Fortune

Last spring, the Virginia men’s basketball team suffered one of the most shocking upsets in sports—becoming the first top-seeded team in the history of NCAA’s “March Madness” tournament to lose to a lowest-ranked 16 seed. This April, in the same tournament, Virginia won its first title. That the Cavaliers ascended from humiliation to celebration is a testament to Bennett’s coaching skills. Inheriting a program that attracts relatively few stars, Bennett built a contender by stressing passing and disciplined, stifling defense.

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Huntington (W.Va.) Herald Dispatch

West Virginia's population loss would likely continue for the next 20 years, according to projections from UVA’s Weldon Cooper Center for Public Service. In the 1990s, a high immigration population and increased birth meant a younger age profile for the nation.

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WVIR-NBC-29 (Charlottesville)

Tony Bennett, head men’s basketball coach for the University of Virginia Cavaliers, has placed 48/50 in Fortune Magazine’s ‘World’s 50 Greatest Leaders’ article.

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WKSU Public Radio (Kent, Ohio)

The congressman who represents Akron and the Youngstown area is running for president, but to say Tim Ryan is a dark horse might be an understatement. Kyle Kondik, a northeast Ohio native who is the managing editor of Sabato’s Crystal Ball newsletter at UVA’s Center for Politics, talked about Ryan's candidacy.

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The Atlantic

(By Mark Edmundson, University Professor of English) Though America had been a nation for nearly 80 years, it was incomplete. The Declaration of Independence, the Constitution – those were political documents, pragmatic in their designs for democracy. What America lacked was what Emerson called for: an evocation of what being a democratic man or woman felt like at its best, day to day, moment to moment.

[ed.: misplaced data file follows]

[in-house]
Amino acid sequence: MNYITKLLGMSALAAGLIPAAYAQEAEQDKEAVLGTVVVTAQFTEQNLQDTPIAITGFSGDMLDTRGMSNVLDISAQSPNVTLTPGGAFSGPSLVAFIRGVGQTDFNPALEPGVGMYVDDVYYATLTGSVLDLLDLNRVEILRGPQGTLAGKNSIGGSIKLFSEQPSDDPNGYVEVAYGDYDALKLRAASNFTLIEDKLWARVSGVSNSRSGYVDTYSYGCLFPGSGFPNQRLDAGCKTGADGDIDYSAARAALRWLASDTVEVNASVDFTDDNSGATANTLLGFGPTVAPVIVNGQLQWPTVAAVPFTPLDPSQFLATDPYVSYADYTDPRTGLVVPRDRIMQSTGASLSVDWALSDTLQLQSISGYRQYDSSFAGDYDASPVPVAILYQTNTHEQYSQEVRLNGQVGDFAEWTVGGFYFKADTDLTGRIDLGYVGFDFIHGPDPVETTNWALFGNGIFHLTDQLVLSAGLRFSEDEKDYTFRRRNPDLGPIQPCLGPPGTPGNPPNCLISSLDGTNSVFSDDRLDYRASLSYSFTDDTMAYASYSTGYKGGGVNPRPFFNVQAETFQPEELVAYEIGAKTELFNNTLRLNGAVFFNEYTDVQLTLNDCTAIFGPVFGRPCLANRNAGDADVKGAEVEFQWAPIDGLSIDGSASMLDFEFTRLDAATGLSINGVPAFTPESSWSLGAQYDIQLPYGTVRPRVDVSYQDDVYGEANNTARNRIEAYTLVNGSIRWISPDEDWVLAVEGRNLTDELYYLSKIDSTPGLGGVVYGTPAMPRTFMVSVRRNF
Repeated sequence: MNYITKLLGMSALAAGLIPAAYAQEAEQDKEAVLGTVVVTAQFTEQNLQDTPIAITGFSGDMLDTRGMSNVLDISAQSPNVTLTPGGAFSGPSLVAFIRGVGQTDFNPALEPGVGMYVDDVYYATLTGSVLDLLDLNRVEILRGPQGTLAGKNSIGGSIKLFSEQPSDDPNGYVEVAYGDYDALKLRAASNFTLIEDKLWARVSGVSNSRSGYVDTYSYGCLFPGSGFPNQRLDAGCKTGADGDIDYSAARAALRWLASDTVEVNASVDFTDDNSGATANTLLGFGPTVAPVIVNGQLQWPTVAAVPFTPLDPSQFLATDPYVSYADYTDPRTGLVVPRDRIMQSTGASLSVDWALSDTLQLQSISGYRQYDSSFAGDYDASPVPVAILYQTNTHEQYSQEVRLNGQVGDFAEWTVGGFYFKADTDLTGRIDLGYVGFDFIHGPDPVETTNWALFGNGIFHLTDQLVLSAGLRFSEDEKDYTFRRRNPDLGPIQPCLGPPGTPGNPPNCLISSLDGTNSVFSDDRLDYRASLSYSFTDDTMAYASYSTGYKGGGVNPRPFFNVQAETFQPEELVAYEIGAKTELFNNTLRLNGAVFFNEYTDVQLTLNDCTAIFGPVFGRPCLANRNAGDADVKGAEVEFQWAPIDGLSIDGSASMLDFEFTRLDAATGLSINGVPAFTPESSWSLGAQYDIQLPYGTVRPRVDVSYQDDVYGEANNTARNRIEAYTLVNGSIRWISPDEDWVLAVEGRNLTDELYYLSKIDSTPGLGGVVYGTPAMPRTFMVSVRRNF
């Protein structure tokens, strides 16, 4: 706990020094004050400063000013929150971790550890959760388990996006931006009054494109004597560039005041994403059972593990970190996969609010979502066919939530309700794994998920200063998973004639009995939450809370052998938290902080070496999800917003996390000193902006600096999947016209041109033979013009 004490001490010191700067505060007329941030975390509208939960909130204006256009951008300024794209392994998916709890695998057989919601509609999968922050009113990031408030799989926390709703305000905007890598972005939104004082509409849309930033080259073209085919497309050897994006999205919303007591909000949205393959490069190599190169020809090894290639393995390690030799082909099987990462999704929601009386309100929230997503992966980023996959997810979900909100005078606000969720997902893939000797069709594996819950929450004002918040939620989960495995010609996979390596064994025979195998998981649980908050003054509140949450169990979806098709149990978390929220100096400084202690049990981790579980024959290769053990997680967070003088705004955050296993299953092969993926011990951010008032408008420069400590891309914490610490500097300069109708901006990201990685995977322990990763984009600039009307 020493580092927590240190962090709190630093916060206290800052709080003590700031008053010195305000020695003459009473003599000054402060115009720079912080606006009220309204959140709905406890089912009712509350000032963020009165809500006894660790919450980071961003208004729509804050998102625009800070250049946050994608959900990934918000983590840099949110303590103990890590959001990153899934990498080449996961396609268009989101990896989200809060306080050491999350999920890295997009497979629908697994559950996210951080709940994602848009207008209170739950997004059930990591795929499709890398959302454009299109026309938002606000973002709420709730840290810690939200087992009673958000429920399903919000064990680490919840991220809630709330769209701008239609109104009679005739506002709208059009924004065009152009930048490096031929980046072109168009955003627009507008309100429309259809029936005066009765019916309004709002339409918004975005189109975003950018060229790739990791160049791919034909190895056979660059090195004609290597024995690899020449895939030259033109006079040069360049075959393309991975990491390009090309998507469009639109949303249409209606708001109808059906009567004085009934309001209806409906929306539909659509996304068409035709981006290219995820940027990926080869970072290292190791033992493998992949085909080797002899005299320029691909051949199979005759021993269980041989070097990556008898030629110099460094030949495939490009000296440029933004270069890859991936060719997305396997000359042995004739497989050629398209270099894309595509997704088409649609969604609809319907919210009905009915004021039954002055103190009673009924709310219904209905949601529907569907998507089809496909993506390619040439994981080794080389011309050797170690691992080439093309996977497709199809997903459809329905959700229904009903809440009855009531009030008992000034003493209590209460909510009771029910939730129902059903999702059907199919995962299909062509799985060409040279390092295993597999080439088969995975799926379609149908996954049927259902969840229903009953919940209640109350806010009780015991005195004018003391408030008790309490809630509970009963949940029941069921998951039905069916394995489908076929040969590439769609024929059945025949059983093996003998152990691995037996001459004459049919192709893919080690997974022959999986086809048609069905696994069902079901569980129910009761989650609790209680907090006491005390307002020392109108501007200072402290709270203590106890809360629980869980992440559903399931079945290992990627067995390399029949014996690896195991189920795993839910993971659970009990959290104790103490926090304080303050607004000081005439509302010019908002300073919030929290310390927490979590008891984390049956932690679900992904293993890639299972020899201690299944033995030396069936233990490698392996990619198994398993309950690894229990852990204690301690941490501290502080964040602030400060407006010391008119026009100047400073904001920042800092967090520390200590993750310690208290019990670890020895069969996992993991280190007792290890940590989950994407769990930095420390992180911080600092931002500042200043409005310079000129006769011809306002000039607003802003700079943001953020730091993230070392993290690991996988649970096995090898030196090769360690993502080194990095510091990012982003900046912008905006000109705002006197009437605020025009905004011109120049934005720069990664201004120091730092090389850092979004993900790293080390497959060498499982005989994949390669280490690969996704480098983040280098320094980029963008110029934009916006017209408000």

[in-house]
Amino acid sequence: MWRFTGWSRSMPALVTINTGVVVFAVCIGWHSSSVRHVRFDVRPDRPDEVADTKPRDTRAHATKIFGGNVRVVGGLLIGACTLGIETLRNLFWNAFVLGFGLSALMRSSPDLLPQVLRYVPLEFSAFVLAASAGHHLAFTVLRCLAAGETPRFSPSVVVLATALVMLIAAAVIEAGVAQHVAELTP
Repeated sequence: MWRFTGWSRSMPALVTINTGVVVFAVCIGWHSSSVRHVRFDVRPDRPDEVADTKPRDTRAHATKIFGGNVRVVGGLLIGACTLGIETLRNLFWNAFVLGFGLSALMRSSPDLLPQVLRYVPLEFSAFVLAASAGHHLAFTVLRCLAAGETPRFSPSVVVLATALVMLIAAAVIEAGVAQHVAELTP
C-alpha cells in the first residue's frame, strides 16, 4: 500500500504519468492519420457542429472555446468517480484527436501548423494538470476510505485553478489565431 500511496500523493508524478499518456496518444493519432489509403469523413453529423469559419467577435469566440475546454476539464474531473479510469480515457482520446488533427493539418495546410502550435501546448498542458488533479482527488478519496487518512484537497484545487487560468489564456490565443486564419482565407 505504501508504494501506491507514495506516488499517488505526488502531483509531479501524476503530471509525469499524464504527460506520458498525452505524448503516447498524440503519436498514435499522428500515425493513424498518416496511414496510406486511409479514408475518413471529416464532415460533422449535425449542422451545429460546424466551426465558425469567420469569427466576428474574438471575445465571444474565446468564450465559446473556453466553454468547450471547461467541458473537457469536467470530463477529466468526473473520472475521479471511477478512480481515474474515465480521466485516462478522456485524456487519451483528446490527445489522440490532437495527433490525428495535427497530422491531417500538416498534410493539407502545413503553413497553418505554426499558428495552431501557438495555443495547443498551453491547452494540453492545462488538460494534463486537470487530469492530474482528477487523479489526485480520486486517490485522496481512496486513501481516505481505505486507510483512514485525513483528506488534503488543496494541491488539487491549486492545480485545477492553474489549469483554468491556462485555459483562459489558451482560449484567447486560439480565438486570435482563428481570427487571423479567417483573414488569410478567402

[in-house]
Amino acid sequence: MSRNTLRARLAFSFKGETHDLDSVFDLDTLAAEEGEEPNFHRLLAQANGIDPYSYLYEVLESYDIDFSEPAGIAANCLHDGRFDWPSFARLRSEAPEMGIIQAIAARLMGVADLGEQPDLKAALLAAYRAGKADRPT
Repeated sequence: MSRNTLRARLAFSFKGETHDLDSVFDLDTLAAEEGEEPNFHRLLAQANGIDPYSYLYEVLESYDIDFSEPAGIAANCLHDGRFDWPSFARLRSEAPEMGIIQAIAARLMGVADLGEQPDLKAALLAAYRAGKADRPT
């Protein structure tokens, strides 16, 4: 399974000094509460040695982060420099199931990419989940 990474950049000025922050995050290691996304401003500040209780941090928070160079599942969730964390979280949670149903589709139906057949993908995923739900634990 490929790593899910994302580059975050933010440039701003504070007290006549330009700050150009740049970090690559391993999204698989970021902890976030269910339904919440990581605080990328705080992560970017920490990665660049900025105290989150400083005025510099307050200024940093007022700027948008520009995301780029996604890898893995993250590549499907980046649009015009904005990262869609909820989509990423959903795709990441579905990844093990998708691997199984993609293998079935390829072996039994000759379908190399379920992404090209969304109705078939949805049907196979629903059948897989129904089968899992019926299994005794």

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Inside Indiana Business

Ivy Tech Community College and the University of Virginia have announced a new partnership. The agreement allows Ivy Tech students who complete the Liberal Arts Associate in Arts or Associate in Science program to continue working toward an online Bachelor of Interdisciplinary Studies through the University of Virginia.

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ThinkProgress

Attorney General William Barr launched a strident political defense of the president Thursday shortly before releasing special counsel Robert Mueller’s long-awaited report. Ken Hughes, an expert on Watergate at the University of Virginia, said Barr’s comments on Trump line up with defenses offered by the Nixon White House.

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Charlottesville Daily Progress

The University of Virginia’s first spacecraft began its trip to the International Space Station on Wednesday afternoon. The small cube launched from Wallops Island aboard a Northrop Grumman rocket.

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TIME

Tapes revealed that President Richard Nixon and his top advisers were involved in covering up a break-in at a Democratic National Committee office in the Watergate complex in Washington, D.C. Nixon resigned before he could be impeached, becoming the first president to step down. Several of his top advisers – including the White House lawyer, chief of staff and attorney general – did prison time. Nominated by: Barbara A. Perry, Director of Presidential Studies and Co-Chair of the Presidential Oral History Program at the University of Virginia’s Miller Center.

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Community Idea Stations